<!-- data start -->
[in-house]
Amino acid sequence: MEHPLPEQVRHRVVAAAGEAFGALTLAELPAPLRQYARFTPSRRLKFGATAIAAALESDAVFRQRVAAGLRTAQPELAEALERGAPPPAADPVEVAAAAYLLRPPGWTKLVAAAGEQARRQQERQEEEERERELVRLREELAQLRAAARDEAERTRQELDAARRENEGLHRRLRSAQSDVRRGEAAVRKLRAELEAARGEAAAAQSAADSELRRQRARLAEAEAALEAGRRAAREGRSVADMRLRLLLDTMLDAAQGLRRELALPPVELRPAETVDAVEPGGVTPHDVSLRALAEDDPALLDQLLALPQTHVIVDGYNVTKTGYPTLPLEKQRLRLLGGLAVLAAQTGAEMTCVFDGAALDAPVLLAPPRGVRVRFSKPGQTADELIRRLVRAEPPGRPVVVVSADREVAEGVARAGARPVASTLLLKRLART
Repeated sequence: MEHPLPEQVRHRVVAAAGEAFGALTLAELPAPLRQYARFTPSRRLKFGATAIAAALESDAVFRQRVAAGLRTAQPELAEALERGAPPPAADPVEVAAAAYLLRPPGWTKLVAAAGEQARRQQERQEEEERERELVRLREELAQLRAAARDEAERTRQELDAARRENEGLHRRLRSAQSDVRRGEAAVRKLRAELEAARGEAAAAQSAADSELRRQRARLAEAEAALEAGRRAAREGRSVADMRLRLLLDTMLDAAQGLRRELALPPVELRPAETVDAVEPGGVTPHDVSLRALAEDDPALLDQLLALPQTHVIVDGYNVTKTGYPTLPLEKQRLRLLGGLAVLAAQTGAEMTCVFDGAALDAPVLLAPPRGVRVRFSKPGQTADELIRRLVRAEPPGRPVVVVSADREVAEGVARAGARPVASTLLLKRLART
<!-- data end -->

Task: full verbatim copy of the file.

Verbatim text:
[in-house]
Amino acid sequence: MEHPLPEQVRHRVVAAAGEAFGALTLAELPAPLRQYARFTPSRRLKFGATAIAAALESDAVFRQRVAAGLRTAQPELAEALERGAPPPAADPVEVAAAAYLLRPPGWTKLVAAAGEQARRQQERQEEEERERELVRLREELAQLRAAARDEAERTRQELDAARRENEGLHRRLRSAQSDVRRGEAAVRKLRAELEAARGEAAAAQSAADSELRRQRARLAEAEAALEAGRRAAREGRSVADMRLRLLLDTMLDAAQGLRRELALPPVELRPAETVDAVEPGGVTPHDVSLRALAEDDPALLDQLLALPQTHVIVDGYNVTKTGYPTLPLEKQRLRLLGGLAVLAAQTGAEMTCVFDGAALDAPVLLAPPRGVRVRFSKPGQTADELIRRLVRAEPPGRPVVVVSADREVAEGVARAGARPVASTLLLKRLART
Repeated sequence: MEHPLPEQVRHRVVAAAGEAFGALTLAELPAPLRQYARFTPSRRLKFGATAIAAALESDAVFRQRVAAGLRTAQPELAEALERGAPPPAADPVEVAAAAYLLRPPGWTKLVAAAGEQARRQQERQEEEERERELVRLREELAQLRAAARDEAERTRQELDAARRENEGLHRRLRSAQSDVRRGEAAVRKLRAELEAARGEAAAAQSAADSELRRQRARLAEAEAALEAGRRAAREGRSVADMRLRLLLDTMLDAAQGLRRELALPPVELRPAETVDAVEPGGVTPHDVSLRALAEDDPALLDQLLALPQTHVIVDGYNVTKTGYPTLPLEKQRLRLLGGLAVLAAQTGAEMTCVFDGAALDAPVLLAPPRGVRVRFSKPGQTADELIRRLVRAEPPGRPVVVVSADREVAEGVARAGARPVASTLLLKRLART